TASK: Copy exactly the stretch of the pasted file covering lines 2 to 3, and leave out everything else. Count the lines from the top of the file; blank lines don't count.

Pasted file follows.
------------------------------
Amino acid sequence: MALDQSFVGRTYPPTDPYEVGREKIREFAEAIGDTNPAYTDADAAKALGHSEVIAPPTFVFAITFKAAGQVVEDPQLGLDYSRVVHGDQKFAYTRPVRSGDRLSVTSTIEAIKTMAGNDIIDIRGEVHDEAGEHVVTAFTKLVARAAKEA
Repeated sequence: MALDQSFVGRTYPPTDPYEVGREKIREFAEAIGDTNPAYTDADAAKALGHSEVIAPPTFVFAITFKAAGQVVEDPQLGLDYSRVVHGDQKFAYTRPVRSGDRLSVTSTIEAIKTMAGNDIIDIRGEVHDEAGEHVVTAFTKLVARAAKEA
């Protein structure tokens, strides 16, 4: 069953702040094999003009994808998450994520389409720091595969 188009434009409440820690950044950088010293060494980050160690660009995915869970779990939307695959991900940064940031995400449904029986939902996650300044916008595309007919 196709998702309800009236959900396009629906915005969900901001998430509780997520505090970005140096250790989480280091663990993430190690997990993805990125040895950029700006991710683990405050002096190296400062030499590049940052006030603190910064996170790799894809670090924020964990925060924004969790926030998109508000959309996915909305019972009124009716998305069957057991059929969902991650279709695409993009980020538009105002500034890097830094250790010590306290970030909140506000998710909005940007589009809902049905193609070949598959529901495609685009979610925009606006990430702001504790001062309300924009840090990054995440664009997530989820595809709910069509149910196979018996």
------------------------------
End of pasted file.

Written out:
Repeated sequence: MALDQSFVGRTYPPTDPYEVGREKIREFAEAIGDTNPAYTDADAAKALGHSEVIAPPTFVFAITFKAAGQVVEDPQLGLDYSRVVHGDQKFAYTRPVRSGDRLSVTSTIEAIKTMAGNDIIDIRGEVHDEAGEHVVTAFTKLVARAAKEA
């Protein structure tokens, strides 16, 4: 069953702040094999003009994808998450994520389409720091595969 188009434009409440820690950044950088010293060494980050160690660009995915869970779990939307695959991900940064940031995400449904029986939902996650300044916008595309007919 196709998702309800009236959900396009629906915005969900901001998430509780997520505090970005140096250790989480280091663990993430190690997990993805990125040895950029700006991710683990405050002096190296400062030499590049940052006030603190910064996170790799894809670090924020964990925060924004969790926030998109508000959309996915909305019972009124009716998305069957057991059929969902991650279709695409993009980020538009105002500034890097830094250790010590306290970030909140506000998710909005940007589009809902049905193609070949598959529901495609685009979610925009606006990430702001504790001062309300924009840090990054995440664009997530989820595809709910069509149910196979018996």